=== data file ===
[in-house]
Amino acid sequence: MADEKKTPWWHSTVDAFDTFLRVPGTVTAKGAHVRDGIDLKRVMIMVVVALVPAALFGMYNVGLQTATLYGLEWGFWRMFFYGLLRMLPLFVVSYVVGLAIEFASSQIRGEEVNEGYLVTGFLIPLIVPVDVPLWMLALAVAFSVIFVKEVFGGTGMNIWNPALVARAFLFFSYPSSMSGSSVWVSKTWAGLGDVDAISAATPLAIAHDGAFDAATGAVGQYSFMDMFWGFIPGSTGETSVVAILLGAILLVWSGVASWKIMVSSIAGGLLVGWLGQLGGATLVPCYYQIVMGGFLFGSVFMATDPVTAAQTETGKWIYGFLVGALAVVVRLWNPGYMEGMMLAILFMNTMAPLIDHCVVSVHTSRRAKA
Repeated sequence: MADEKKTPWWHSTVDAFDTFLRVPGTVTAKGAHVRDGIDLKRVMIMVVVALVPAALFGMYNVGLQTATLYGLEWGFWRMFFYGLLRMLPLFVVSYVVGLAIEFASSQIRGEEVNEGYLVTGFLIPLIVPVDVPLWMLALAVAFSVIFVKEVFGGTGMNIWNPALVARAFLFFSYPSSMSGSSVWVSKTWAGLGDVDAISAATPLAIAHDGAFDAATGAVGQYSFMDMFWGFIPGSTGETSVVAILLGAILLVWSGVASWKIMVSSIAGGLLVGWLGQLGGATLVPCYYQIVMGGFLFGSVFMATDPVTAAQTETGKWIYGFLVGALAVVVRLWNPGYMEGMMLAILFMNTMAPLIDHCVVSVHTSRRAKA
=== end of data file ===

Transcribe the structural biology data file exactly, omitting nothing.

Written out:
[in-house]
Amino acid sequence: MADEKKTPWWHSTVDAFDTFLRVPGTVTAKGAHVRDGIDLKRVMIMVVVALVPAALFGMYNVGLQTATLYGLEWGFWRMFFYGLLRMLPLFVVSYVVGLAIEFASSQIRGEEVNEGYLVTGFLIPLIVPVDVPLWMLALAVAFSVIFVKEVFGGTGMNIWNPALVARAFLFFSYPSSMSGSSVWVSKTWAGLGDVDAISAATPLAIAHDGAFDAATGAVGQYSFMDMFWGFIPGSTGETSVVAILLGAILLVWSGVASWKIMVSSIAGGLLVGWLGQLGGATLVPCYYQIVMGGFLFGSVFMATDPVTAAQTETGKWIYGFLVGALAVVVRLWNPGYMEGMMLAILFMNTMAPLIDHCVVSVHTSRRAKA
Repeated sequence: MADEKKTPWWHSTVDAFDTFLRVPGTVTAKGAHVRDGIDLKRVMIMVVVALVPAALFGMYNVGLQTATLYGLEWGFWRMFFYGLLRMLPLFVVSYVVGLAIEFASSQIRGEEVNEGYLVTGFLIPLIVPVDVPLWMLALAVAFSVIFVKEVFGGTGMNIWNPALVARAFLFFSYPSSMSGSSVWVSKTWAGLGDVDAISAATPLAIAHDGAFDAATGAVGQYSFMDMFWGFIPGSTGETSVVAILLGAILLVWSGVASWKIMVSSIAGGLLVGWLGQLGGATLVPCYYQIVMGGFLFGSVFMATDPVTAAQTETGKWIYGFLVGALAVVVRLWNPGYMEGMMLAILFMNTMAPLIDHCVVSVHTSRRAKA